Chuck: What if the guy isn’t only guilty but a continuing enormous danger to society? To the world?
Commissioner: So it is some kind of permission you want? You’re after my guidance? I can’t grant it. I won’t. Bad for you, bad for the whole deal. You want absolution in advance? Take it up with a commissioner of a different department.
On Billions Season 7 Episode 8, Chuck expressed his disdain for people convinced that they are right beyond doubt, yet he displayed the same qualities in the meeting with the police commissioner.
He was convinced that Prince was evil, and it was his duty to stop Prince in whatever manner he deemed necessary.
He was willing to frame Prince for something, but the commissioner’s advice confirmed what he knew to be true. The risk was too great.
A lot was at stake if his pursuit of Prince didn’t bear the intended results. He risked exposing Main Justice and himself to much more than a lawsuit.
If Prince and his people could prove they were being targeted, it would set a bad precedent where nothing he was charged with might ever stick.
The biggest thing to happen this hour was Sacker’s discovery.
It shouldn’t have been surprising that she was the one who discovered the mutinous group, but I had thought if anyone would, it would have been Bradford.
How she and Scooter dealt with the issue was almost impressive if we ignored the illegal surveillance.
Before going to Prince with their suspicions, they decided to gather concrete evidence, which was not hard given the illegal surveillance.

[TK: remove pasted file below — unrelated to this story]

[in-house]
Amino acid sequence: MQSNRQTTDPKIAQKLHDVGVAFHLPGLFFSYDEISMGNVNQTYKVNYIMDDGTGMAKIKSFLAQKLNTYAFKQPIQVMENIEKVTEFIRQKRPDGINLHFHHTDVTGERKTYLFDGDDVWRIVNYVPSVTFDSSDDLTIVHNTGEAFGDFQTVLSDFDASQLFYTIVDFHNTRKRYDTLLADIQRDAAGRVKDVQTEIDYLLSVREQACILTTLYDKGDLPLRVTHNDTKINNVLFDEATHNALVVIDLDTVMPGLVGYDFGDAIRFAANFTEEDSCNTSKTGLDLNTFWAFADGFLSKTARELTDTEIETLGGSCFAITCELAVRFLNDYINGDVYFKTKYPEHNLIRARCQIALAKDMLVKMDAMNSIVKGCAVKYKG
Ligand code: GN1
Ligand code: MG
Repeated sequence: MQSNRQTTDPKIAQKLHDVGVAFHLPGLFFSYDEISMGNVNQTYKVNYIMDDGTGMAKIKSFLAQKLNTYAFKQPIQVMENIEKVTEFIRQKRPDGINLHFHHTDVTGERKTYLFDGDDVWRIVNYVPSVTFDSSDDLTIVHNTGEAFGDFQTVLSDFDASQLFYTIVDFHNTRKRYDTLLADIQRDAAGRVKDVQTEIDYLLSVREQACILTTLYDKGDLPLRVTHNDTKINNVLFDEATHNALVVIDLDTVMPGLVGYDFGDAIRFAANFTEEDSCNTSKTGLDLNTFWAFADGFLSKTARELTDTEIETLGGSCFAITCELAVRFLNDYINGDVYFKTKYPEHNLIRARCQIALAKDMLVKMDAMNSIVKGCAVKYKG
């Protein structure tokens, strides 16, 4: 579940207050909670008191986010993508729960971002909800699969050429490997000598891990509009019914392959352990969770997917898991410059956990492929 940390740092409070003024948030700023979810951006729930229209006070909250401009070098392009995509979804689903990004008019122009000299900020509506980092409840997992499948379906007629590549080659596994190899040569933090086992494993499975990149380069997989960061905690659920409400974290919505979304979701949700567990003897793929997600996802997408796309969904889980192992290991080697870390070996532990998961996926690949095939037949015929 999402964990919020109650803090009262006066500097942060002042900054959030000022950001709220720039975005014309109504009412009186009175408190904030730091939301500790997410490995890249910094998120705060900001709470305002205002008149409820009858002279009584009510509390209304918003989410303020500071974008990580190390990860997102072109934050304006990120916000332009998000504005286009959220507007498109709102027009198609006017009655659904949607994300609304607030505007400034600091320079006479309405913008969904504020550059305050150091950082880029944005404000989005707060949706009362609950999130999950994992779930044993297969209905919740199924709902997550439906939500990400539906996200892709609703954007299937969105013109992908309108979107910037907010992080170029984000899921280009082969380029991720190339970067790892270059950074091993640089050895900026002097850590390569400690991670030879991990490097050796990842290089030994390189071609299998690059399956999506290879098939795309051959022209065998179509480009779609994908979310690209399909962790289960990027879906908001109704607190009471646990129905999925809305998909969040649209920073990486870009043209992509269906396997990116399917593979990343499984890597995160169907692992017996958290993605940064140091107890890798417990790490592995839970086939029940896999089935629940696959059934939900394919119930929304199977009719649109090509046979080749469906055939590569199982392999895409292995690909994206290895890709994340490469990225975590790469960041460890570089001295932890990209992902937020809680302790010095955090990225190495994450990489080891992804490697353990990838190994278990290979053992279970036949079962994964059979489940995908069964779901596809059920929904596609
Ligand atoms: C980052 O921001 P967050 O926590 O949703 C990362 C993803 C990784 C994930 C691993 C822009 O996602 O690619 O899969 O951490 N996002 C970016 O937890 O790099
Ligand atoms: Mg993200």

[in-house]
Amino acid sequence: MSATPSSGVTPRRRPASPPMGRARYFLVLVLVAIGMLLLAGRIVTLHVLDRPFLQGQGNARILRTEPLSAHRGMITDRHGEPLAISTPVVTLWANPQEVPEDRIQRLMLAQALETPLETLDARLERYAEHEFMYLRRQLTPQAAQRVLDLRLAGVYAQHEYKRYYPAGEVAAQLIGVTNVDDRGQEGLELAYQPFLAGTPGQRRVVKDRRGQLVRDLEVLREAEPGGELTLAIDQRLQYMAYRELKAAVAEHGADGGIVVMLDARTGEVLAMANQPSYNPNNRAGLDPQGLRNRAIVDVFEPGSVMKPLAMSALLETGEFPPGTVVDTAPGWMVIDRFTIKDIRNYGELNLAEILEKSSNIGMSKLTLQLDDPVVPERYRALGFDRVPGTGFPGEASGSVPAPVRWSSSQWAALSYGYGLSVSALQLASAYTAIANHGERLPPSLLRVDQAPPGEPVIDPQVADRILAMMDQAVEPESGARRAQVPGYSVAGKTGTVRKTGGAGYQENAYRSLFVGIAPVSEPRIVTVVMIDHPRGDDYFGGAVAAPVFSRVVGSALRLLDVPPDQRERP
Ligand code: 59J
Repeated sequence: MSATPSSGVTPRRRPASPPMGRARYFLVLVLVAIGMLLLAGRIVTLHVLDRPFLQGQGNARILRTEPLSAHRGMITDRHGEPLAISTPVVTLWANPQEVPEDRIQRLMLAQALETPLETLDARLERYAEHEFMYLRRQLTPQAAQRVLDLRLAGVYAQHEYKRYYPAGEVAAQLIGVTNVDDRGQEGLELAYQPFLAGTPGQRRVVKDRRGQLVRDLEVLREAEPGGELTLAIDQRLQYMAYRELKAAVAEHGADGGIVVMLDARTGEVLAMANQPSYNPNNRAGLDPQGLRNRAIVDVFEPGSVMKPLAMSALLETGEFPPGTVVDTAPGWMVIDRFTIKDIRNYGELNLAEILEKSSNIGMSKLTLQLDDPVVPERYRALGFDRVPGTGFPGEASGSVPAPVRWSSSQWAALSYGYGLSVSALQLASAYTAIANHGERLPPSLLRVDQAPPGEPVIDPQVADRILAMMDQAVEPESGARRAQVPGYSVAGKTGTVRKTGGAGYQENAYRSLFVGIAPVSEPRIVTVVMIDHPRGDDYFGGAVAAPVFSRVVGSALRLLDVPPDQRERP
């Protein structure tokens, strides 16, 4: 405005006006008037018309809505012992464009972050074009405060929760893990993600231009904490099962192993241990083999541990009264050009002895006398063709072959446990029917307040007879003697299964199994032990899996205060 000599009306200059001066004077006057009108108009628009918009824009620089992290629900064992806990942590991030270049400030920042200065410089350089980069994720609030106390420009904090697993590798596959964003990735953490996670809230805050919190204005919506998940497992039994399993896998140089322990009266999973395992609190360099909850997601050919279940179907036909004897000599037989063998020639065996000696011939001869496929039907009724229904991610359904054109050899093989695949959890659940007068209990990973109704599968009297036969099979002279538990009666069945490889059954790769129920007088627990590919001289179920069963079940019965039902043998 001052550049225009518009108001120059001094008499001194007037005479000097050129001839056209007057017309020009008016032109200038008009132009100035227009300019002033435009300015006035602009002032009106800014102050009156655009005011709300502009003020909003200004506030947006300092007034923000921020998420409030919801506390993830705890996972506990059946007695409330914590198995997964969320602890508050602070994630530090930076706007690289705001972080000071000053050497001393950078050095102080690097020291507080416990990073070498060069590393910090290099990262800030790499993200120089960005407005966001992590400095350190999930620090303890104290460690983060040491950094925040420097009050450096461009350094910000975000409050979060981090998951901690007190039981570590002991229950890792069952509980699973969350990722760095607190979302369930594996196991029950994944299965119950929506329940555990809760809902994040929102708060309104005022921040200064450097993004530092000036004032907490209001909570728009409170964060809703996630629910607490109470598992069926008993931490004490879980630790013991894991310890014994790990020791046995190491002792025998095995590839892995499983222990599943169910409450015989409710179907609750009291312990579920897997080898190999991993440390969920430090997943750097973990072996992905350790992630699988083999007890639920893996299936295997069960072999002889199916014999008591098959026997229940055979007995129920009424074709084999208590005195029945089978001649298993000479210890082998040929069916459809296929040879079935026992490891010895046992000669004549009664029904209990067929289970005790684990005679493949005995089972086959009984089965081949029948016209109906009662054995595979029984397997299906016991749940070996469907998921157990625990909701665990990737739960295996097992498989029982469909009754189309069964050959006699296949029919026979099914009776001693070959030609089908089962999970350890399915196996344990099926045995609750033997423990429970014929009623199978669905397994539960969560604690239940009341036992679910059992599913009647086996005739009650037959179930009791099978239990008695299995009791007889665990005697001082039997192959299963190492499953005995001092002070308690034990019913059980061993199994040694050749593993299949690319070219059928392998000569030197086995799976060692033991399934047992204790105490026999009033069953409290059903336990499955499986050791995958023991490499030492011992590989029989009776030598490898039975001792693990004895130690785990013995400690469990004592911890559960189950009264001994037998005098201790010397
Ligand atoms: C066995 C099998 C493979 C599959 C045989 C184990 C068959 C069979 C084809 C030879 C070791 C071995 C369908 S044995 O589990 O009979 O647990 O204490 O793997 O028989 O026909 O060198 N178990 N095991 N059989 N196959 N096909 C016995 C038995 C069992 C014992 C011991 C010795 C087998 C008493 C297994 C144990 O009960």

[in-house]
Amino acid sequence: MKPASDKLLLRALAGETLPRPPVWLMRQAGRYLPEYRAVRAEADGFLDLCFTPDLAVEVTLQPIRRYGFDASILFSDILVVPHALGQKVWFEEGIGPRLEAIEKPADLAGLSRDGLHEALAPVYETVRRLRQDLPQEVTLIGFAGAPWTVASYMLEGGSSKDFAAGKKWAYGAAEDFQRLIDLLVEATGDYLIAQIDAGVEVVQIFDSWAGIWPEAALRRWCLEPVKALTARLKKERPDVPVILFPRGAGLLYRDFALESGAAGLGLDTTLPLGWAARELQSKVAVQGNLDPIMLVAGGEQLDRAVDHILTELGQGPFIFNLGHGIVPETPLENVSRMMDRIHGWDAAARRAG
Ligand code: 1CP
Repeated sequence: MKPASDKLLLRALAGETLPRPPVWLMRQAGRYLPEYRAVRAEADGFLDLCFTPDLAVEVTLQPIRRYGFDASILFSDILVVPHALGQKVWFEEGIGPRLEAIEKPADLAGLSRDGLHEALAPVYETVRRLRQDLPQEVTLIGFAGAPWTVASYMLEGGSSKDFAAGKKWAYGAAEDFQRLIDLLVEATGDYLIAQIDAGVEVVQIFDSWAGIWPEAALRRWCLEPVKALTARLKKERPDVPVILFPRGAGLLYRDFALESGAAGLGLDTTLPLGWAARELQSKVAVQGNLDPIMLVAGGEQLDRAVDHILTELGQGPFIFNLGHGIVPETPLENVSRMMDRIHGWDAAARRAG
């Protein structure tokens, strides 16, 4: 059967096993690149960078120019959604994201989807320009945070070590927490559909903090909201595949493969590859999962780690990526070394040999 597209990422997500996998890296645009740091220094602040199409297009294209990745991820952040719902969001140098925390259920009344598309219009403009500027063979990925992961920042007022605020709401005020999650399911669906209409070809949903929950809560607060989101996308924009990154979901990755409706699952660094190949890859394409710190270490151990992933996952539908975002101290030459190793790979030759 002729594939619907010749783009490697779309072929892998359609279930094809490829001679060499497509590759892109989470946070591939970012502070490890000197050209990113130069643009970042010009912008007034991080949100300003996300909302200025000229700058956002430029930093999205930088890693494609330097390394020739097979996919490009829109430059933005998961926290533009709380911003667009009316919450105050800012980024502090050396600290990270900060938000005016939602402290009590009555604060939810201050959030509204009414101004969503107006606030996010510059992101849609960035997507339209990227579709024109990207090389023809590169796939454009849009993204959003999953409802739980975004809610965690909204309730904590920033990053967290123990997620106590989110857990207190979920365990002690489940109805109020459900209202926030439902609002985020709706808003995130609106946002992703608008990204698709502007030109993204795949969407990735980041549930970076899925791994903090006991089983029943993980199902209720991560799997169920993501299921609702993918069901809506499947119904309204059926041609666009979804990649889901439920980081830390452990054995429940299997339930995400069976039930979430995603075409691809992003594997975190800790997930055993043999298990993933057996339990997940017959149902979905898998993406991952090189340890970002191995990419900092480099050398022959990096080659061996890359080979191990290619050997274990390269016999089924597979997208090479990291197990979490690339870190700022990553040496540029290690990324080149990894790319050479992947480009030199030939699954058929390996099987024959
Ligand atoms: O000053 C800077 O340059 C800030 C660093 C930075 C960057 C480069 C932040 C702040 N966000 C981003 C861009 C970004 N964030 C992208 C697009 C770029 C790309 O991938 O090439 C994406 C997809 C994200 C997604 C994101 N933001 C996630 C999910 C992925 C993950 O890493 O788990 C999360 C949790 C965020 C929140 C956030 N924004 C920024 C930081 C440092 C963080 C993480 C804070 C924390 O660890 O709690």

The episode also saw the unification of two sides with the same goal when team MPC betrayers and crooked AG joined together for a common goal.
Chuck: I have come to understand what it will take to make it possible for us to work together on this endeavor, and I have gone to those lengths. This drive cannot be copied. It contains a catalog of moves I have made. Extra legal and plain illegal that would flush me from office and public life irrevocably. Would get me disbarred and jailed if it were to come out.
Wags: OK. And that proves what?
Chuck: I have always been highly skilled at earning people’s trust through means legit and illegit
Wendy: And betraying each other.
Chuck: Yes, that too. It’s. So I realized that now I need to give trust. Wendy, I know if I hand you this material, you will never use it against me, even if I deserve it for the sake of our children.
Wendy: Sadly true.
Chuck: But. Wags will not hesitate to ruin me, as he just made painfully clear in my office.
Seeing their interactions was hilarious because there were years of history between them, and most of it was not good.
Taylor and Wags exercised great caution when dealing with Chuck because they knew that a leopard couldn’t remove his spots. When Taylor cusses, it is serious.
With Prince learning about Wendy, Wags, and Taylor’s plotting and Chuck joining hands, it felt like the story was ready to move to the next stage.
I’m still not over how they could do all this so calmly.
Prince is a man who lives for the kill, and he seemed to have a great time squeezing the trio until it hurt and the plan he came up with was straight-up diabolical; it was admirable.